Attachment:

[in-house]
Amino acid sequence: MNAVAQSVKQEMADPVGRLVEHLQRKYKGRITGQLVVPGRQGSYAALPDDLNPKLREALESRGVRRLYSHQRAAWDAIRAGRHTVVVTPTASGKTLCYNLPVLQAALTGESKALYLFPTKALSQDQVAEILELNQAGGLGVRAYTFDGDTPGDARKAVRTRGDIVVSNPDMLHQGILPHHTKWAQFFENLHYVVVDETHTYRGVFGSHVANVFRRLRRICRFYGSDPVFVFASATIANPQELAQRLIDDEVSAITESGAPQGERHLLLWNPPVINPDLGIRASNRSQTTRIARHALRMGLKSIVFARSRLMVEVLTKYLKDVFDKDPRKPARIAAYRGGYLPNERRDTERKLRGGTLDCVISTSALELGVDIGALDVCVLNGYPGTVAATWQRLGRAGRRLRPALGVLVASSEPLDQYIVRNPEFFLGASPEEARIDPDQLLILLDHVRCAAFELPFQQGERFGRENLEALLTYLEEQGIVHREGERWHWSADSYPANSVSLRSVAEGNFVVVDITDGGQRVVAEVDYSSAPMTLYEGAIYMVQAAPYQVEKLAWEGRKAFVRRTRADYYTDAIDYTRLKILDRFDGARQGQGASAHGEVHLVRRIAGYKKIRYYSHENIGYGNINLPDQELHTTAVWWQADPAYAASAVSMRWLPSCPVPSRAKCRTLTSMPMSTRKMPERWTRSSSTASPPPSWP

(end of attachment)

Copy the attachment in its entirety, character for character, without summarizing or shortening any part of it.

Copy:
[in-house]
Amino acid sequence: MNAVAQSVKQEMADPVGRLVEHLQRKYKGRITGQLVVPGRQGSYAALPDDLNPKLREALESRGVRRLYSHQRAAWDAIRAGRHTVVVTPTASGKTLCYNLPVLQAALTGESKALYLFPTKALSQDQVAEILELNQAGGLGVRAYTFDGDTPGDARKAVRTRGDIVVSNPDMLHQGILPHHTKWAQFFENLHYVVVDETHTYRGVFGSHVANVFRRLRRICRFYGSDPVFVFASATIANPQELAQRLIDDEVSAITESGAPQGERHLLLWNPPVINPDLGIRASNRSQTTRIARHALRMGLKSIVFARSRLMVEVLTKYLKDVFDKDPRKPARIAAYRGGYLPNERRDTERKLRGGTLDCVISTSALELGVDIGALDVCVLNGYPGTVAATWQRLGRAGRRLRPALGVLVASSEPLDQYIVRNPEFFLGASPEEARIDPDQLLILLDHVRCAAFELPFQQGERFGRENLEALLTYLEEQGIVHREGERWHWSADSYPANSVSLRSVAEGNFVVVDITDGGQRVVAEVDYSSAPMTLYEGAIYMVQAAPYQVEKLAWEGRKAFVRRTRADYYTDAIDYTRLKILDRFDGARQGQGASAHGEVHLVRRIAGYKKIRYYSHENIGYGNINLPDQELHTTAVWWQADPAYAASAVSMRWLPSCPVPSRAKCRTLTSMPMSTRKMPERWTRSSSTASPPPSWP